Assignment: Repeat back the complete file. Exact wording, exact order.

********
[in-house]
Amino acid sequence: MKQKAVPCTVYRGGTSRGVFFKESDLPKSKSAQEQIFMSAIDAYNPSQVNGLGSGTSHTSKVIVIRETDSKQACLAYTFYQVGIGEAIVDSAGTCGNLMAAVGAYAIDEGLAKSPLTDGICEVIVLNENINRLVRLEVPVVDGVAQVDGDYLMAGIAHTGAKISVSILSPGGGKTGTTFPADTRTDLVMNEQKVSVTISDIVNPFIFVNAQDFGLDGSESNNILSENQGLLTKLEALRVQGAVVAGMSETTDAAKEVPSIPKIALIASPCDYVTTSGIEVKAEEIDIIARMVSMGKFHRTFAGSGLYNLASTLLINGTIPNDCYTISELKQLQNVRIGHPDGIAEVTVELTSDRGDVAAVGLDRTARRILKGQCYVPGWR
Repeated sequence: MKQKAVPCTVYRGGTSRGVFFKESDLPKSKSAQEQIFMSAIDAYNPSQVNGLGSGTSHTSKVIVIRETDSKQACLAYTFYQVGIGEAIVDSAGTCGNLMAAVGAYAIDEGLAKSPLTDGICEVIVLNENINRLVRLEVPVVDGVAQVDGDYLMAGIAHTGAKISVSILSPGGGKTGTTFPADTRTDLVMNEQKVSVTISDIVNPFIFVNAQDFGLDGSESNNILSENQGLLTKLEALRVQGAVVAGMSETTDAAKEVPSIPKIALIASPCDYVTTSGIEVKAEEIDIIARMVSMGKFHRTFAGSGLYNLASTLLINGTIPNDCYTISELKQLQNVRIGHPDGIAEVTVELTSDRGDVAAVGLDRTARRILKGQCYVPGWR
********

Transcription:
[in-house]
Amino acid sequence: MKQKAVPCTVYRGGTSRGVFFKESDLPKSKSAQEQIFMSAIDAYNPSQVNGLGSGTSHTSKVIVIRETDSKQACLAYTFYQVGIGEAIVDSAGTCGNLMAAVGAYAIDEGLAKSPLTDGICEVIVLNENINRLVRLEVPVVDGVAQVDGDYLMAGIAHTGAKISVSILSPGGGKTGTTFPADTRTDLVMNEQKVSVTISDIVNPFIFVNAQDFGLDGSESNNILSENQGLLTKLEALRVQGAVVAGMSETTDAAKEVPSIPKIALIASPCDYVTTSGIEVKAEEIDIIARMVSMGKFHRTFAGSGLYNLASTLLINGTIPNDCYTISELKQLQNVRIGHPDGIAEVTVELTSDRGDVAAVGLDRTARRILKGQCYVPGWR
Repeated sequence: MKQKAVPCTVYRGGTSRGVFFKESDLPKSKSAQEQIFMSAIDAYNPSQVNGLGSGTSHTSKVIVIRETDSKQACLAYTFYQVGIGEAIVDSAGTCGNLMAAVGAYAIDEGLAKSPLTDGICEVIVLNENINRLVRLEVPVVDGVAQVDGDYLMAGIAHTGAKISVSILSPGGGKTGTTFPADTRTDLVMNEQKVSVTISDIVNPFIFVNAQDFGLDGSESNNILSENQGLLTKLEALRVQGAVVAGMSETTDAAKEVPSIPKIALIASPCDYVTTSGIEVKAEEIDIIARMVSMGKFHRTFAGSGLYNLASTLLINGTIPNDCYTISELKQLQNVRIGHPDGIAEVTVELTSDRGDVAAVGLDRTARRILKGQCYVPGWR